Art and culture

Basilica di San Cesario

P.zza Basilica, 7 - San Cesario sul Panaro - MO - 41018

Phone: 059/930109


8.00 - 19.00. Holy Mass: on Sundays and Holydays 11.00; before a holiday 19.00; on weekdays 18.30.

Majestic and solemn in its warm sheath of bricks, the Basilica owes its current appearance to the radical restoration done between 1946 and 1966, aimed at restoring the building’s
original Romanesque style. It was freed
of its Baroque superstructures, but
several of the interventions which
followed were questionable, including
the reconstruction of the facade in a
style unseen elsewhere, and the raising
of the central nave. Worthy of note are
the elegant apses divided by pilaster strips connected at the top by arches, and lightened by splayed single-arched windows. The sides, marked off by buttresses, are decorated
with an elaborate brick cornice composed of several horizontal bands.The interior, its central nave and two side aisles divided by columns and piers, is austere and imposing. The sculptural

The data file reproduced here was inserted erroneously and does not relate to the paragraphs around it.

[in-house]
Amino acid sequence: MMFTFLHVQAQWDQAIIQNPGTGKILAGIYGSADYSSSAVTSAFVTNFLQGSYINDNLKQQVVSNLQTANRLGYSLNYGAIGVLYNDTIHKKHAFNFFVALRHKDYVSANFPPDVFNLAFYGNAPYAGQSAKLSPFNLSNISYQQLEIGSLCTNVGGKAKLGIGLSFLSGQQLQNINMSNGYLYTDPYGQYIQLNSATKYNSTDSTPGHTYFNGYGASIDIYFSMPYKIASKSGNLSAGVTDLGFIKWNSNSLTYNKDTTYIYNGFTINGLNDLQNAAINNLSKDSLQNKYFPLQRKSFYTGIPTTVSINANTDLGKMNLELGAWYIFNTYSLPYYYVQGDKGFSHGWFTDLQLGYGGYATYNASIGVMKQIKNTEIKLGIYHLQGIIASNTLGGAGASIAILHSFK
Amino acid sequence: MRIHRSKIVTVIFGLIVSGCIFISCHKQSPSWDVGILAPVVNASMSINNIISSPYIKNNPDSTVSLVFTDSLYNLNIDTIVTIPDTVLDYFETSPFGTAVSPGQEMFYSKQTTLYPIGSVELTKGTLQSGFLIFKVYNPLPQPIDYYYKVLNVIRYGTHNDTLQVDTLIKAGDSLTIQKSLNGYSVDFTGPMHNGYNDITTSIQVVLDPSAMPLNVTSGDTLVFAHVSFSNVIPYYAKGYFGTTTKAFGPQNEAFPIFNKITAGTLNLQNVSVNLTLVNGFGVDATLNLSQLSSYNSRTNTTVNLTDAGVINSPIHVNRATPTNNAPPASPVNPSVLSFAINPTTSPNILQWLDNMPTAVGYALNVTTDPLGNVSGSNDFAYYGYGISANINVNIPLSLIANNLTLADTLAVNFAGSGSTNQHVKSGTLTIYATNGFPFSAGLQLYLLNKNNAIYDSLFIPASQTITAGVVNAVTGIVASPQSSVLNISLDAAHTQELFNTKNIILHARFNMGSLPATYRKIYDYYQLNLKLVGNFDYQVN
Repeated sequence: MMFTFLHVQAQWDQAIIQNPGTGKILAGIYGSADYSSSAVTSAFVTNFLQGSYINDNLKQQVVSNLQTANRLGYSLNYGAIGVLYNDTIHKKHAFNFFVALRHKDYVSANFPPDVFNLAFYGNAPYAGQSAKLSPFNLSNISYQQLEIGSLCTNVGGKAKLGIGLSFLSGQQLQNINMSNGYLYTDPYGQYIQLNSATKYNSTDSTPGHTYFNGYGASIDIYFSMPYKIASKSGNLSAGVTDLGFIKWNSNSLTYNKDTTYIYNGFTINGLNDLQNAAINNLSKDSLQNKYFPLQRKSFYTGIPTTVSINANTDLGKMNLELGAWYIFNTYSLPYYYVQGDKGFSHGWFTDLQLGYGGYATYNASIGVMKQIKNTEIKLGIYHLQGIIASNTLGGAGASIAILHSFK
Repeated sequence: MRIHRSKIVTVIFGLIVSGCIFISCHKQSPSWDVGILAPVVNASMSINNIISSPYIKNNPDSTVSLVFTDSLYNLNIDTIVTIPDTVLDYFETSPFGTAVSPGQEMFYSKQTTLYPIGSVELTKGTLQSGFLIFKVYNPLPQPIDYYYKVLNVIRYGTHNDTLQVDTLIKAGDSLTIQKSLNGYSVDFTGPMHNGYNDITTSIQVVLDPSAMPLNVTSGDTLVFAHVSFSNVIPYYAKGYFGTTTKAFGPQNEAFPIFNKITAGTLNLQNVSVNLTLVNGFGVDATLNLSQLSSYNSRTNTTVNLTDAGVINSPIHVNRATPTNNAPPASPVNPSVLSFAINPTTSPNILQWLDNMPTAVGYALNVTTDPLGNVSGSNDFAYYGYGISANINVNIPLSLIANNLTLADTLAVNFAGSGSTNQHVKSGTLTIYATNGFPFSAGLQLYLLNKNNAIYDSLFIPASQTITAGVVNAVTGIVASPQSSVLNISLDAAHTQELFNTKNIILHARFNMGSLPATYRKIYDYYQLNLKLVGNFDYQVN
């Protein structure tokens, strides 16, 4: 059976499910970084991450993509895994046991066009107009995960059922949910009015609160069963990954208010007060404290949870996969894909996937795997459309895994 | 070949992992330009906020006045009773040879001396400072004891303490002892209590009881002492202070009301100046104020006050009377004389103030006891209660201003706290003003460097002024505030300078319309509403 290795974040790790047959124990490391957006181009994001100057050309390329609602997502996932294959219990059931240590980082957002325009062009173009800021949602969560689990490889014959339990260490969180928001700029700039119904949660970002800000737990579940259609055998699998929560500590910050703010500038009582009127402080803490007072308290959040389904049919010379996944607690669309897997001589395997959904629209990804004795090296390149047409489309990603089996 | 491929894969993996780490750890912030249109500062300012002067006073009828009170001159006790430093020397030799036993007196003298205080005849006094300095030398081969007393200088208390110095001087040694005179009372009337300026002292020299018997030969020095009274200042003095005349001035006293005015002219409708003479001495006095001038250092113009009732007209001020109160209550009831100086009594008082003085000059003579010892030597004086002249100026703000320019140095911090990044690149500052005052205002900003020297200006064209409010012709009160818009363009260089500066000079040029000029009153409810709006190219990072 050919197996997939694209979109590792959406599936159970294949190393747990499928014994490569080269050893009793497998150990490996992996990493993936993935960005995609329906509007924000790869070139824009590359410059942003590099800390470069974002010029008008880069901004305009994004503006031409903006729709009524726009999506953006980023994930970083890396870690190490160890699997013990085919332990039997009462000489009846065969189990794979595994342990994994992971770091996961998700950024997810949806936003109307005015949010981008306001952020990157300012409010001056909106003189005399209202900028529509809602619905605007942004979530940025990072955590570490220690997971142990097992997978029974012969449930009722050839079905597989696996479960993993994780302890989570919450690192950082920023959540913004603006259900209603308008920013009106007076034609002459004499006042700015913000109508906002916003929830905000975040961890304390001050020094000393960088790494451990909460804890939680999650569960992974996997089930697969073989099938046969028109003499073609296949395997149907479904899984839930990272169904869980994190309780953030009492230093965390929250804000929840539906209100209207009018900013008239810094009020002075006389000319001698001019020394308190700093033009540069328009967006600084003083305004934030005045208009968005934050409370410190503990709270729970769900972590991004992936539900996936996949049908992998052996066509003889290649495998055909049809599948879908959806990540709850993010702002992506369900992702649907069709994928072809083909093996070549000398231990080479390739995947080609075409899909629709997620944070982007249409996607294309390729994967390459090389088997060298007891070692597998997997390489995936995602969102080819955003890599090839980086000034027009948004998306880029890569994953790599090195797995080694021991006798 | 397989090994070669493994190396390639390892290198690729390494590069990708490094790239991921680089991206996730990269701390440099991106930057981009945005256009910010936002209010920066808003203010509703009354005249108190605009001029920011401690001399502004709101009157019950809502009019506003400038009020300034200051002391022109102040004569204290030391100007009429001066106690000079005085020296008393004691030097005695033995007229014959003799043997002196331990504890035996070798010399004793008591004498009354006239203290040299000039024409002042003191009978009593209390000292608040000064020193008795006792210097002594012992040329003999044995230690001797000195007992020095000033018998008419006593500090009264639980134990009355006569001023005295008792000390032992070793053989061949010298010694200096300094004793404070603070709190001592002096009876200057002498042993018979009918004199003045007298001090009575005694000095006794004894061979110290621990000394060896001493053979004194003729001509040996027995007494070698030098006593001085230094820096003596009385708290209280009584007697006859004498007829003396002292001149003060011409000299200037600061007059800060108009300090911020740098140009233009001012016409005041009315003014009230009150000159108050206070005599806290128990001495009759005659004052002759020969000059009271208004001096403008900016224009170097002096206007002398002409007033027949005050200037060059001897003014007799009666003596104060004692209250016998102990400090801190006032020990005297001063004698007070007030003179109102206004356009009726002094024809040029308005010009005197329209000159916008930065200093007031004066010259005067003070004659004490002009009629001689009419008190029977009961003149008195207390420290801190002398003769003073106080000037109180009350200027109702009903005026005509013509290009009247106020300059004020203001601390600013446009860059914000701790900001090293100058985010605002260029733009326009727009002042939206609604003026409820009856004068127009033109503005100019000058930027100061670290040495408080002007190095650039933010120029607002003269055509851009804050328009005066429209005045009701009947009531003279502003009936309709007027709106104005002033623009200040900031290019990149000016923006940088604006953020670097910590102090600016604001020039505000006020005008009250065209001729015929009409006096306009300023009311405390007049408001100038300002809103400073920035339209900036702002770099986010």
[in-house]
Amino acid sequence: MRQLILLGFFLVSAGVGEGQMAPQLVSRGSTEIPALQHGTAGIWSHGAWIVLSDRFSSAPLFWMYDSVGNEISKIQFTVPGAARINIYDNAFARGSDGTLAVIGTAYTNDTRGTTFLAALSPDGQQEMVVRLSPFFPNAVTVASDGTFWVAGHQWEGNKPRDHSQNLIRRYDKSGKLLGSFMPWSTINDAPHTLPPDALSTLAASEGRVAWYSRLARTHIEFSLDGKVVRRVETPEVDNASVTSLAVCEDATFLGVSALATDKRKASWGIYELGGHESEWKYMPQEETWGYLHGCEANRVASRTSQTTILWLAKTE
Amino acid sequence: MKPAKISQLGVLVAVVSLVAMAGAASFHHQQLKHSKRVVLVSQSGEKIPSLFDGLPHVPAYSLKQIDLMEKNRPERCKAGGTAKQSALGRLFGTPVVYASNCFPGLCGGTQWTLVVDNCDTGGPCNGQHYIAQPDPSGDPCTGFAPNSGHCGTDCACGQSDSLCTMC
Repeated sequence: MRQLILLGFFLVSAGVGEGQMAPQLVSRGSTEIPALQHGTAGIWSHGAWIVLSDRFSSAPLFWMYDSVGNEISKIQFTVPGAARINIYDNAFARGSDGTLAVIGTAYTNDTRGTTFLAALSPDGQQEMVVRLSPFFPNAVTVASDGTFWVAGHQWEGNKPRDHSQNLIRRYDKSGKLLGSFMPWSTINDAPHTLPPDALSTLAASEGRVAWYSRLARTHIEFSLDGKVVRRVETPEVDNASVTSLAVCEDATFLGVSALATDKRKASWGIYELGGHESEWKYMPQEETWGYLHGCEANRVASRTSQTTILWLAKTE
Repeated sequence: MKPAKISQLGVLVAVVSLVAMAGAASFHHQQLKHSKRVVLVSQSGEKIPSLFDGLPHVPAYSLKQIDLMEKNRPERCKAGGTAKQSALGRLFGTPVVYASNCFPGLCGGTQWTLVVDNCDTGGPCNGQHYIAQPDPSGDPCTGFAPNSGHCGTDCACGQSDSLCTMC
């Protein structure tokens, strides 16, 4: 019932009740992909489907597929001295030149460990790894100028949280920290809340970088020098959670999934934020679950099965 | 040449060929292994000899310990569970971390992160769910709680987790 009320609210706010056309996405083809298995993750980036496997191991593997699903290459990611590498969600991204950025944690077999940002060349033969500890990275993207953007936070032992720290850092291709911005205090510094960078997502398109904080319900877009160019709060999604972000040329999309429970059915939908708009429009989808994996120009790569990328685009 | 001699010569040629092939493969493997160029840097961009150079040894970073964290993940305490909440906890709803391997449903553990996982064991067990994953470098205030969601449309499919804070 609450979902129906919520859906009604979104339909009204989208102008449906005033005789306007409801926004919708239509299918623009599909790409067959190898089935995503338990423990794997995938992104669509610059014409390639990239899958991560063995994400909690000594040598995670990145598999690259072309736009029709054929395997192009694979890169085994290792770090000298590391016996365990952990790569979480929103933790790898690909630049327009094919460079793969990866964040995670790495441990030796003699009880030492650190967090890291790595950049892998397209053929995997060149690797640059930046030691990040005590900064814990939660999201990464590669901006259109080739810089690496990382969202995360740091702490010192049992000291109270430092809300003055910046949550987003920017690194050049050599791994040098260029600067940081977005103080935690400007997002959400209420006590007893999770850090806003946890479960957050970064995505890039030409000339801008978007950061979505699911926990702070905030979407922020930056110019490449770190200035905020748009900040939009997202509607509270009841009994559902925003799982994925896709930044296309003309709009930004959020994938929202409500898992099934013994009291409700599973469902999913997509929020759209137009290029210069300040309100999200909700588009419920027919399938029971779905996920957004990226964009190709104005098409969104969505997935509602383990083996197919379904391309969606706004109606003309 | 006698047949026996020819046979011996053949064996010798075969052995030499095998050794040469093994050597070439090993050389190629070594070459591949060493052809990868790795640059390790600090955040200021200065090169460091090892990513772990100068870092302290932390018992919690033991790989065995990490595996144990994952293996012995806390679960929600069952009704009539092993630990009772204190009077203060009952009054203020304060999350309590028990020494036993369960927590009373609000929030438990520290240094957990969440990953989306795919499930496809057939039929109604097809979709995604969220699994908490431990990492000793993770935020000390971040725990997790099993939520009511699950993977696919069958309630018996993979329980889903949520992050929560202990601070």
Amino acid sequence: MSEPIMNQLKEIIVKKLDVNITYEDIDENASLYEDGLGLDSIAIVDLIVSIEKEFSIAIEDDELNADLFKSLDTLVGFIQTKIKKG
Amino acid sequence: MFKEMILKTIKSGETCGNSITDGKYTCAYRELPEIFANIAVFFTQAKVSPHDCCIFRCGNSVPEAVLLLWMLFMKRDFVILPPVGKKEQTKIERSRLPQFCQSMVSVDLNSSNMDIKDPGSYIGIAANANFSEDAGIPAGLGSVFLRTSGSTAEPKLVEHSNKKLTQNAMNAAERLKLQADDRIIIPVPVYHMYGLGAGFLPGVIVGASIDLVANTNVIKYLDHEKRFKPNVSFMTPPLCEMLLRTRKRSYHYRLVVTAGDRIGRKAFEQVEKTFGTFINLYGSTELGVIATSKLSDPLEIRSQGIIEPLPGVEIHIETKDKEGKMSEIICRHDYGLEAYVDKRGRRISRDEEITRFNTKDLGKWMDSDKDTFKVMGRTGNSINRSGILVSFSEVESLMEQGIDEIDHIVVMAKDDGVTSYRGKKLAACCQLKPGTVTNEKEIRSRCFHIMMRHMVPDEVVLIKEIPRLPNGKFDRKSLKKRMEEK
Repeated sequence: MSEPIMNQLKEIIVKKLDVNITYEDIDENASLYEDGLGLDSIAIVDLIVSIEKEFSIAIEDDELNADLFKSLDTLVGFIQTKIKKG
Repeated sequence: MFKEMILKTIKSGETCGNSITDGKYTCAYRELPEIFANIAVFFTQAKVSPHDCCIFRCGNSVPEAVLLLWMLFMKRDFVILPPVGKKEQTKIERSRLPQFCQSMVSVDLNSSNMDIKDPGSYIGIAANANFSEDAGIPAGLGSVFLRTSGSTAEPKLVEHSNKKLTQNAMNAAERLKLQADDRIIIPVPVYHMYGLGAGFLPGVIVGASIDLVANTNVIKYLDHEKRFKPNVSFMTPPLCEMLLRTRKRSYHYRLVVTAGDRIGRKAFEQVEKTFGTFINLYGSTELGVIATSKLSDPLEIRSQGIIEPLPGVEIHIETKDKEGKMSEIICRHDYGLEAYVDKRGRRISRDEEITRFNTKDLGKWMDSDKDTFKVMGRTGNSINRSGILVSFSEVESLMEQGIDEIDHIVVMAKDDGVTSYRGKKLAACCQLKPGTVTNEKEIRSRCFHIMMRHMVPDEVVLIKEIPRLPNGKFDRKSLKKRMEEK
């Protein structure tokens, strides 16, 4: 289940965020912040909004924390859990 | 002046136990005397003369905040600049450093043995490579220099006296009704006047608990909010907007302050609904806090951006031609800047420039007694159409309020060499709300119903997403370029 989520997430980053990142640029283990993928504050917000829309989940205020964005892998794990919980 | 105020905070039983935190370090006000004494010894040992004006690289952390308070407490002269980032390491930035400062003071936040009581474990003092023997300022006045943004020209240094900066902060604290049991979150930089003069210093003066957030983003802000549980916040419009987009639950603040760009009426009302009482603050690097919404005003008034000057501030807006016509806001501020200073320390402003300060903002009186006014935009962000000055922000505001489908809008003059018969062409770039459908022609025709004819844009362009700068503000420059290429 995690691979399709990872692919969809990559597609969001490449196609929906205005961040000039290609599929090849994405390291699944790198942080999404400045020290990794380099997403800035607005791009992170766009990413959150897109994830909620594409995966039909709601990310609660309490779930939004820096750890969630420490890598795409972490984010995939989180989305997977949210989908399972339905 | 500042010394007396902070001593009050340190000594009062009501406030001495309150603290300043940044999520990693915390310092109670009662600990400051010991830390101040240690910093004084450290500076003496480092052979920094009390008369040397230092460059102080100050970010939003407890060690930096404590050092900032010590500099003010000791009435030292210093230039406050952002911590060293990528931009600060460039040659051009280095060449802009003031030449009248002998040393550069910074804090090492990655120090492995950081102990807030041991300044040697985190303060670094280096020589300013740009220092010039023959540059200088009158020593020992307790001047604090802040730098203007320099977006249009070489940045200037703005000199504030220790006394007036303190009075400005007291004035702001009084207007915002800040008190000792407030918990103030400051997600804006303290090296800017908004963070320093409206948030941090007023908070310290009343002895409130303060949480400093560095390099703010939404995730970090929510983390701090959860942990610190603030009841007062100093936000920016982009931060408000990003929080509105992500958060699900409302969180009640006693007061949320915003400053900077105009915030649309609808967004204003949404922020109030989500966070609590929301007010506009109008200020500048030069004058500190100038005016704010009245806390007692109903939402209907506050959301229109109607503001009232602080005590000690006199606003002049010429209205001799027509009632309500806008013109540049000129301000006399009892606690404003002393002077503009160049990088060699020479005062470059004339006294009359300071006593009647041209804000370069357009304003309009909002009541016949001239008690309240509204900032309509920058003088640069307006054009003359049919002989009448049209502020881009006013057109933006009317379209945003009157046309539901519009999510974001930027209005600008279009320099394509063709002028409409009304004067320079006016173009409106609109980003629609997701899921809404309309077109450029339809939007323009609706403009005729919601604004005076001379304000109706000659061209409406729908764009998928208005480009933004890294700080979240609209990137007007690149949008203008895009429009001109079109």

decorations are quite interesting: the pier cornices are decorated with archaic braided and palmette motifs, while the capitals of the Corinthian-style columns are adorned with leaves, caulicoles and garlands. The concave profile of the abacus is characteristic. The beauty of these capitals (which were partially remodelled during restoration work), has led some to attribute them to the Roman era. An interesting relief fragment dating from the 12th century is found on the wall near the right side entrance. The fragment was probably from the jamb of a portal, and depicts an angel with
large wings and other figures. It is difficult to date the Basilica of San Cesario, given the complex variety of its elements, and the numerous revisions undergone through time. It seems that the building was erected in two separate periods: the apse and presbytery were built first, and the nave and aisles were added later. Some scholars feel that the oldest parts date back to the Roman and early medieval ages, while others date the entire construction to the first half of the 12th century.